What Is an Internal Wave (Tide) and How to Use the Energy of Internal Waves

Internal waves (tides) are waves that are formed in the water column of oceans and seas at different depths. The first to take notice of internal waves was Fridtjof Nansen, who during his expedition in the Arctic Ocean on the ship “Fram” (“Forward”) observed cyclic variations of salinity and temperature at the same depth.

It is rather difficult to observe internal tides directly. One of the existing methods of studying these waves is an acoustic depth monitoring of sonic scattering levels rising and falling on the internal tides. Huge internal waves can be discovered with the help of bathyscaphes and mesoscaphes.

What causes the existence of internal tides?

This kind of waves originates from the direct influence of outer forces or by resonance interaction between surface waves and their own oscillations in the density layer.

The most stable and widespread waves of this type are tidal waves. Their periods may vary from 6 hours to 14 days, but the most clearly defined waves have a diurnal or semidiurnal period.

Wind and air pressure, affecting the water surface with unalike force and different duration, create a broad range of internal waves of meteorological origin.

In the ocean almost always one can observe internal inertial waves related to free oscillations. They arise after outer forces (for example, meteorological) have stopped their influence on the heterogeneous in density body of water, which strives to return to the former state, which results in cyclical oscillations near the equilibrium position.

These waves can be formed by currents when the latter have great velocity gradients in the density level.

Which phenomenon is called dead water?

Internal waves can cause an interesting phenomenon known as dead water. It was first recorded by the above mentioned Norwegian oceanographer Fr. Nansen. When this event happens, a vessel may suffer from strong resistance preventing it from moving forward in seemingly calm conditions. This happens when the vessel is sailing in rather fresh water with the level depth comparable to the vessel’s draught.

What are the properties (velocity, height, length, etc.) of internal waves?

Internal tides move much slower than, for instance, surface wind-generated waves. Phase velocity of these waves doesn’t normally exceed several meters per second. Usually, the velocity of these waves is 7-10 times lower than the velocity of surface waves of the same length.

The height of internal tides is bigger than that of surface waves, as the energy needed to rise a layer of water in the air is considerably greater than the energy needed to rise a layer of water in the water, close in density. The height of these waves may reach 20 – 30 meters. Fr. Nansen described waves with 100 meters of height.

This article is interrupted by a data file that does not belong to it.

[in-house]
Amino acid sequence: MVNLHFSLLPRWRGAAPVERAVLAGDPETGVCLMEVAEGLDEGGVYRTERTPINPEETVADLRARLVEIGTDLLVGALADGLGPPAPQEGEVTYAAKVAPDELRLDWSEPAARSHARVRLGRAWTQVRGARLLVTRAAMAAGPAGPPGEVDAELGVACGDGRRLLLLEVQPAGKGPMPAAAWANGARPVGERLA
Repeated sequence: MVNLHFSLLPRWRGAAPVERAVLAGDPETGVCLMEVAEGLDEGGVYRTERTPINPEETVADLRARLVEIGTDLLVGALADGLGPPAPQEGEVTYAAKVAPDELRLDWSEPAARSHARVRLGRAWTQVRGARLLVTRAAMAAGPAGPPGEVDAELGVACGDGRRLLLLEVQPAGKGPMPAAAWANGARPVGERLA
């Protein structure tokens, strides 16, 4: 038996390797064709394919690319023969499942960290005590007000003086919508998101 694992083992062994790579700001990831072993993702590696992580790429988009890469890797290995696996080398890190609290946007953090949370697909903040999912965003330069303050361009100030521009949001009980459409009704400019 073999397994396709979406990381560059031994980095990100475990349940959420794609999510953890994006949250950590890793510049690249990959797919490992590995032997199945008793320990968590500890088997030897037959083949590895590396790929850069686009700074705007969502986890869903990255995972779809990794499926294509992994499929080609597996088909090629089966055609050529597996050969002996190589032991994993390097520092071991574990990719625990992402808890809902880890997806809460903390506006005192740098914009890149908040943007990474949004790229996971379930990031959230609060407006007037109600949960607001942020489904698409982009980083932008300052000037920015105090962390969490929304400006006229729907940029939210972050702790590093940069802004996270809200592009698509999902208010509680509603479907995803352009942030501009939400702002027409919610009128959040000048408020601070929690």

The frequencies are usually much lower and the amplitudes are higher than those of surface waves because the density differences within a fluid are a lot smaller than the fluid density. The lengths of the waves vary from several centimeters to many kilometers, the periods, as was already mentioned, from seconds to hours and even days.

How does the energy propagate and how can it be used?

The energy of internal tides propagates horizontally and at the same time vertically, unlike surface waves, where energy spreads only horizontally. This difference can be explained by the nature of the stratification which supports the waves. Surface waves exist due to the sharp change in density between air and water; it is restricted to the surface – and so is their energy propagation. Internal waves, on the other hand, exist due to the stratification of the ocean’s interior, which is smoothly distributed over the vertical, and so energy is carried from one depth level to the other. The internal tide generated over the continental slope propagates into the deep ocean, following a diagonal path, in a beam-like manner.

A special technique must be used for trapping the energy of these waves. The idea is that propellers or turbines should be placed under the sea, which would transform the energy of wave movement into a mechanical energy. This source of energy is thought to be a much cleaner and safer source of power.

The potential of using these waves to generate electric power is enormous. Several factors make the use of this source of renewable energy more appealing than the use of other sources:

  • predictability
  • little environmental impact
  • practical feasibility
  • less physical damage for the equipment

Although this technique is not widely used at present, the potential of using the energy of internal waves for future electricity generation is huge. This source of energy is much more predictable than solar power or wind energy, although it may cost more and be limited to particular sites where the energy can be obtained. However, modern technological improvements and developments (in turbine technology and design) suggest that it might become a lot easier and cheaper to get energy from this source.